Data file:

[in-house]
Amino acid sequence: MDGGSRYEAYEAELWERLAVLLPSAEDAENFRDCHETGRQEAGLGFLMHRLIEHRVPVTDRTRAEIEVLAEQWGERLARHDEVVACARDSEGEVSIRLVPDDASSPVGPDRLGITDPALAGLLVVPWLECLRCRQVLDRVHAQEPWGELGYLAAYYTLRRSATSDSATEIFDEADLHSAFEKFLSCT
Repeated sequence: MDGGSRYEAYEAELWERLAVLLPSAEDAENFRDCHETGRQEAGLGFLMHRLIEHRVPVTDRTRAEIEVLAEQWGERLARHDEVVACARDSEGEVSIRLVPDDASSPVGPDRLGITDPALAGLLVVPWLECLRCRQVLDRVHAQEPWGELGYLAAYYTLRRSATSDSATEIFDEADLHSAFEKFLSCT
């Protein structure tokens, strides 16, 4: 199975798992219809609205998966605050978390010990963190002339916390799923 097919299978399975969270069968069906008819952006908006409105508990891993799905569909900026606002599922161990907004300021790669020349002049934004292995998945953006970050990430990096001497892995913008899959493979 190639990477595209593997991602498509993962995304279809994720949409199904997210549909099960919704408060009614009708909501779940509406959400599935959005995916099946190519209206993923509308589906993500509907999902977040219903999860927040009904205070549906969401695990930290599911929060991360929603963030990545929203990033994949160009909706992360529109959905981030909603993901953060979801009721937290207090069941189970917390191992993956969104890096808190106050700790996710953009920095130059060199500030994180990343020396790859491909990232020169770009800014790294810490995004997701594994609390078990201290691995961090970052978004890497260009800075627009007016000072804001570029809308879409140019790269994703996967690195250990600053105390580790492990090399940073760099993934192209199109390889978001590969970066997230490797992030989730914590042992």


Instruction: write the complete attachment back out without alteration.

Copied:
[in-house]
Amino acid sequence: MDGGSRYEAYEAELWERLAVLLPSAEDAENFRDCHETGRQEAGLGFLMHRLIEHRVPVTDRTRAEIEVLAEQWGERLARHDEVVACARDSEGEVSIRLVPDDASSPVGPDRLGITDPALAGLLVVPWLECLRCRQVLDRVHAQEPWGELGYLAAYYTLRRSATSDSATEIFDEADLHSAFEKFLSCT
Repeated sequence: MDGGSRYEAYEAELWERLAVLLPSAEDAENFRDCHETGRQEAGLGFLMHRLIEHRVPVTDRTRAEIEVLAEQWGERLARHDEVVACARDSEGEVSIRLVPDDASSPVGPDRLGITDPALAGLLVVPWLECLRCRQVLDRVHAQEPWGELGYLAAYYTLRRSATSDSATEIFDEADLHSAFEKFLSCT
């Protein structure tokens, strides 16, 4: 199975798992219809609205998966605050978390010990963190002339916390799923 097919299978399975969270069968069906008819952006908006409105508990891993799905569909900026606002599922161990907004300021790669020349002049934004292995998945953006970050990430990096001497892995913008899959493979 190639990477595209593997991602498509993962995304279809994720949409199904997210549909099960919704408060009614009708909501779940509406959400599935959005995916099946190519209206993923509308589906993500509907999902977040219903999860927040009904205070549906969401695990930290599911929060991360929603963030990545929203990033994949160009909706992360529109959905981030909603993901953060979801009721937290207090069941189970917390191992993956969104890096808190106050700790996710953009920095130059060199500030994180990343020396790859491909990232020169770009800014790294810490995004997701594994609390078990201290691995961090970052978004890497260009800075627009007016000072804001570029809308879409140019790269994703996967690195250990600053105390580790492990090399940073760099993934192209199109390889978001590969970066997230490797992030989730914590042992």